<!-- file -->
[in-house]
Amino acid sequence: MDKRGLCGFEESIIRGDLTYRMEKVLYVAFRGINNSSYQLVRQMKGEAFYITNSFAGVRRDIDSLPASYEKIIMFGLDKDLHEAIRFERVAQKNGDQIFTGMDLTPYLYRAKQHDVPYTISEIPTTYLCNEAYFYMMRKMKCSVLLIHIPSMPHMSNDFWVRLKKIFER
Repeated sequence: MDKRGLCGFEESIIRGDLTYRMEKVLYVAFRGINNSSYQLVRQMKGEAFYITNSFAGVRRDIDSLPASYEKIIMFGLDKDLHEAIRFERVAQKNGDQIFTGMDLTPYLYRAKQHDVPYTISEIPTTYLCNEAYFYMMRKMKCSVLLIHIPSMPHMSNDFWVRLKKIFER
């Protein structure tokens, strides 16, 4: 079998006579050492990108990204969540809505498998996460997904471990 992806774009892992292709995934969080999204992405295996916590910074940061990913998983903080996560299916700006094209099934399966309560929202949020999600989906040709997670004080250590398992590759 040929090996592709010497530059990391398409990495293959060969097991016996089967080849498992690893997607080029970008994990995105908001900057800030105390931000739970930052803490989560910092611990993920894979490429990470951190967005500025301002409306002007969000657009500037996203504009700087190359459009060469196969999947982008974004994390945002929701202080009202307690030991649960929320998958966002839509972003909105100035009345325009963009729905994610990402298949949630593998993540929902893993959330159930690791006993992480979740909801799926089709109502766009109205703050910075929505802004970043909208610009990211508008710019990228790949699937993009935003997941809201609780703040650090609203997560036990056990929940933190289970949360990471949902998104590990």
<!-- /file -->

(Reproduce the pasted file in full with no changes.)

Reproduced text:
[in-house]
Amino acid sequence: MDKRGLCGFEESIIRGDLTYRMEKVLYVAFRGINNSSYQLVRQMKGEAFYITNSFAGVRRDIDSLPASYEKIIMFGLDKDLHEAIRFERVAQKNGDQIFTGMDLTPYLYRAKQHDVPYTISEIPTTYLCNEAYFYMMRKMKCSVLLIHIPSMPHMSNDFWVRLKKIFER
Repeated sequence: MDKRGLCGFEESIIRGDLTYRMEKVLYVAFRGINNSSYQLVRQMKGEAFYITNSFAGVRRDIDSLPASYEKIIMFGLDKDLHEAIRFERVAQKNGDQIFTGMDLTPYLYRAKQHDVPYTISEIPTTYLCNEAYFYMMRKMKCSVLLIHIPSMPHMSNDFWVRLKKIFER
């Protein structure tokens, strides 16, 4: 079998006579050492990108990204969540809505498998996460997904471990 992806774009892992292709995934969080999204992405295996916590910074940061990913998983903080996560299916700006094209099934399966309560929202949020999600989906040709997670004080250590398992590759 040929090996592709010497530059990391398409990495293959060969097991016996089967080849498992690893997607080029970008994990995105908001900057800030105390931000739970930052803490989560910092611990993920894979490429990470951190967005500025301002409306002007969000657009500037996203504009700087190359459009060469196969999947982008974004994390945002929701202080009202307690030991649960929320998958966002839509972003909105100035009345325009963009729905994610990402298949949630593998993540929902893993959330159930690791006993992480979740909801799926089709109502766009109205703050910075929505802004970043909208610009990211508008710019990228790949699937993009935003997941809201609780703040650090609203997560036990056990929940933190289970949360990471949902998104590990």